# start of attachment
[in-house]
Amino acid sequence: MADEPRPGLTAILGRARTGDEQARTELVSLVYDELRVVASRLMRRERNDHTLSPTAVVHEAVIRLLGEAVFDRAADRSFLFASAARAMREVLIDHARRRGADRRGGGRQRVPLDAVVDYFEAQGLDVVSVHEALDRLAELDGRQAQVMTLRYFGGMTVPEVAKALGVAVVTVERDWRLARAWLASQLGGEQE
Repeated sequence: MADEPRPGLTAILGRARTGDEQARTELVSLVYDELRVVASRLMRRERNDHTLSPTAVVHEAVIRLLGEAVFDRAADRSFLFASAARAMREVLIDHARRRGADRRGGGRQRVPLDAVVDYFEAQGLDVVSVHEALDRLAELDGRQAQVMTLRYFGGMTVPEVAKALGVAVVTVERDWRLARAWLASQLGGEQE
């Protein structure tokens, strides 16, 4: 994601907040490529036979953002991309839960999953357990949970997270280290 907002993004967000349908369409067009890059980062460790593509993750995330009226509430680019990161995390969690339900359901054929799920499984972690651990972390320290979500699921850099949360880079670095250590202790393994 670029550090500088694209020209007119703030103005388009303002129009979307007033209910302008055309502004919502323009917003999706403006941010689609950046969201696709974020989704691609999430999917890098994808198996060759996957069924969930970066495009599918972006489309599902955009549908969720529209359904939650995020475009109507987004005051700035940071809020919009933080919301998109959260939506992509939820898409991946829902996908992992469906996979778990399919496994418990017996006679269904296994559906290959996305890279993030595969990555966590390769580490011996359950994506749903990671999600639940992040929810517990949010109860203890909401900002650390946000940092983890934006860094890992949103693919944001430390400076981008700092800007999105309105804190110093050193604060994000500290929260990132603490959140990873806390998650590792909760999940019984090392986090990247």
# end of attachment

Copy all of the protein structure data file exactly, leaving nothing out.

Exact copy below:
[in-house]
Amino acid sequence: MADEPRPGLTAILGRARTGDEQARTELVSLVYDELRVVASRLMRRERNDHTLSPTAVVHEAVIRLLGEAVFDRAADRSFLFASAARAMREVLIDHARRRGADRRGGGRQRVPLDAVVDYFEAQGLDVVSVHEALDRLAELDGRQAQVMTLRYFGGMTVPEVAKALGVAVVTVERDWRLARAWLASQLGGEQE
Repeated sequence: MADEPRPGLTAILGRARTGDEQARTELVSLVYDELRVVASRLMRRERNDHTLSPTAVVHEAVIRLLGEAVFDRAADRSFLFASAARAMREVLIDHARRRGADRRGGGRQRVPLDAVVDYFEAQGLDVVSVHEALDRLAELDGRQAQVMTLRYFGGMTVPEVAKALGVAVVTVERDWRLARAWLASQLGGEQE
């Protein structure tokens, strides 16, 4: 994601907040490529036979953002991309839960999953357990949970997270280290 907002993004967000349908369409067009890059980062460790593509993750995330009226509430680019990161995390969690339900359901054929799920499984972690651990972390320290979500699921850099949360880079670095250590202790393994 670029550090500088694209020209007119703030103005388009303002129009979307007033209910302008055309502004919502323009917003999706403006941010689609950046969201696709974020989704691609999430999917890098994808198996060759996957069924969930970066495009599918972006489309599902955009549908969720529209359904939650995020475009109507987004005051700035940071809020919009933080919301998109959260939506992509939820898409991946829902996908992992469906996979778990399919496994418990017996006679269904296994559906290959996305890279993030595969990555966590390769580490011996359950994506749903990671999600639940992040929810517990949010109860203890909401900002650390946000940092983890934006860094890992949103693919944001430390400076981008700092800007999105309105804190110093050193604060994000500290929260990132603490959140990873806390998650590792909760999940019984090392986090990247």